5 Great Bottom-Dwelling Freshwater Aquarium Fish
Fish that stay primarily on the bottom of your tank are known as bottom dwellers, even though they often move about through all strata of the tank. Fish that spend the great majority of their time on the substrate often do a service of sorts by picking off any food that is missed by the fish that inhabit the upper echelons of your tank. Now that is not to say that you can get away with not target feeding bottom dwellers because you can’t, as these fish often have certain food requirements that aren’t remedied by the occasional morsel that makes its way to the gravel. In short, you still have to feed them. Usually a sinking pellet or tablet will suffice. Herbivorous fish such as the otocinclus and the plecostomus also benefit from leafy greens. It all depends on the species of the fish.
Here are 5 great bottom-dwelling fish for the freshwater fish aquarium. They all have certain requirements but if these requirements are met, you can have some nice fish to accent the fish that reside at mid level as well as any that stay at the top level of the tank. So, in no particular order, I present these fish.
1. Kuhli Loach
The kuhli loach (Acanthophthalmus kuhlii) has got to be my favorite freshwater aquarium fish. Elusive, secretive, and beautifully banded in orange and black, the kuhli loach looks like a Halloween swizzle stick, complete with barbels that help it to locate food on the bottom of the tank. This fish is primarily nocturnal, so it is advised that you feed them at night. With the lights off. Also, make sure that they have a cave to hide in, or gravel in which they can burrow under. I’ve had may kuhli loaches over the years and they can love a long time. They are a peaceful fish that will do well with other peaceful fish.
Kuhli loaches are nocturnal fish that like to hide during the daytime, usually buried under the gravel. Here is more information on the kuhli loach.
2. Corydoras Catfish
There are many species of Corydoras catfish (Corydoras sp.) available in a variety of different colorations and patterns. These fish are very peaceful and do well in groups of three or more. They have barbels on their lips that help them to locate food that has made it to the gravel of a fish tank and because of this, it is highly recommended that sand be the substrate of choice if you are housing these fish. Big pebbles can cause irreparable damage to their whiskers, meaning, they can lose all their whiskers because of incorrect substrate. The cory cat will eat a variety of fish food, as long as it makes it to the bottom. Supplement any floating foods for your tank’s other inhabitants with a sinking food that the cory cats can quickly find on the sand. Your cory cats will be the more happy for it. They are a peaceful fish that will do well with other peaceful fish.
Here is more information on Cory catfish.
Plecostomus are usually the first thing folks recommend to get rid of the algae in a fish tank. While they do a great job of keeping your tank’s glass free of algae, they do need to be fed on a regular basis. Algae tablets are the first recommendation as these drop to the substrate where these fish are often located, when they aren’t sucking on some glass of course. Be advised though that the plecostomus, depending on the species can get very large and require large tanks. A 55 gallon would be a great minimum size tank for a pleco. Other pleco species, such as the rubber lip grows to around 3-5 inches in length. The common plecostomus can reach 12 inches in length. Plecostomus are peaceful fish that can live in most aquarium environments provided they have ample room to grow, depending of course on the species.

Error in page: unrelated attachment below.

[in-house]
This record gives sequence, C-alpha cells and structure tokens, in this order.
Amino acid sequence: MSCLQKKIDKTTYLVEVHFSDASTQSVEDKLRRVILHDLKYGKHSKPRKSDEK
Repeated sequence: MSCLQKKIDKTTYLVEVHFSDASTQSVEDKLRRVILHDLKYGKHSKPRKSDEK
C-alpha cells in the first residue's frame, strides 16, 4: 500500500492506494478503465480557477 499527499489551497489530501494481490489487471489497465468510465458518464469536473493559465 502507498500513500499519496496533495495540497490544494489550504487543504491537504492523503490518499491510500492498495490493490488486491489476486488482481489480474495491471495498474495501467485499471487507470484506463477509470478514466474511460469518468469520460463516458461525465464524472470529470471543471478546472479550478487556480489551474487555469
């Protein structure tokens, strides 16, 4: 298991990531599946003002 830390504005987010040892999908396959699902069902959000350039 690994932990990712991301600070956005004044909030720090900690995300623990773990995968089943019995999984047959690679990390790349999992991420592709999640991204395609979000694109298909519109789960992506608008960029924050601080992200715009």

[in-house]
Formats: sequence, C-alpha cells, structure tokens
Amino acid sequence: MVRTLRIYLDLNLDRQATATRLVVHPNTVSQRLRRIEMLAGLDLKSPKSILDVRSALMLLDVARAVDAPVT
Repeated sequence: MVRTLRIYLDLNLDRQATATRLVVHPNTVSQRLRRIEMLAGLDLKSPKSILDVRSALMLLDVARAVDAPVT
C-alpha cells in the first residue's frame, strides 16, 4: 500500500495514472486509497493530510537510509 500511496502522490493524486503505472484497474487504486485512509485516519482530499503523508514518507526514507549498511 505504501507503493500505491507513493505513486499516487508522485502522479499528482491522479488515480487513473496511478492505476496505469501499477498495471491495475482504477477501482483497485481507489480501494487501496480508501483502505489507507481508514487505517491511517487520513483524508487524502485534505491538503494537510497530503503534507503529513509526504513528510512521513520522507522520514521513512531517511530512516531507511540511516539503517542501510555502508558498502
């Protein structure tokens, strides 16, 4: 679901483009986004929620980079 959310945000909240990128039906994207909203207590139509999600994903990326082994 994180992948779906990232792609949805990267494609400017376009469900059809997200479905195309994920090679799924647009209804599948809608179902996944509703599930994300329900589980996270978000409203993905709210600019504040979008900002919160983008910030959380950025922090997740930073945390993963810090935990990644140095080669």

Plecos really need to be researched prior to purchase. Unfortunately, many of them are sold to inexperienced hobbyists who eagerly anticipate that their pleco will dutifully rid their aquarium of unwanted algae. Here is more information on Plecostomus.
The otocinclus, or oto for short is a bottom dwelling species that does best in groups of six or more. Otos are relatively small fish that feed on algae. They are a delicate sucker mouth catfish species that requires absolutely pristine and well agitated water to mimic their habitat in the wild. This fish is also primarily wild caught and as such are more challenging to keep than captive bred fish, though they can be kept successfully. The otocinclus requires a densely planted tank with plenty of live plants, rocks and a fine substrate. This herbivorous fish requires a supplement of raw leafy vegetables such as romaine lettuce, zucchini and peas to add to the algae tablets that most people who keep these fish feed them. Don’t expect them to keep your tank free of algae, even though they it algae. If you can provide excellent water quality and supplement their food with vegetable matter, you can be successful with this fish.
Here is more information on Otocinclus.
5. Twig Catfish
The twig catfish (Farlowella sp.) grow to about six inches in length and require excellent water quality to survive. They eat algae primarily but also have been known to feed on bloodworms and frozen foods. They are called twig catfish because in their wild environment, they look like twigs and spend a great deal of time on driftwood that may have settled on the bottom of a stream. They camouflage very well and can grow to about 7 inches in length. The twig catfish needs a minimum 20 gallon tank and do well with other peaceful community tank fish. Feed them spiraling tablets as well as blanched zucchini and romaine lettuce as a supplement.
The twig catfish can grow up to six inches in length and requires pristine water quality. Read more about the twig catfish.
Posted by: Chewy Editorial
Featured Image: Via Dornenwolf/Flickr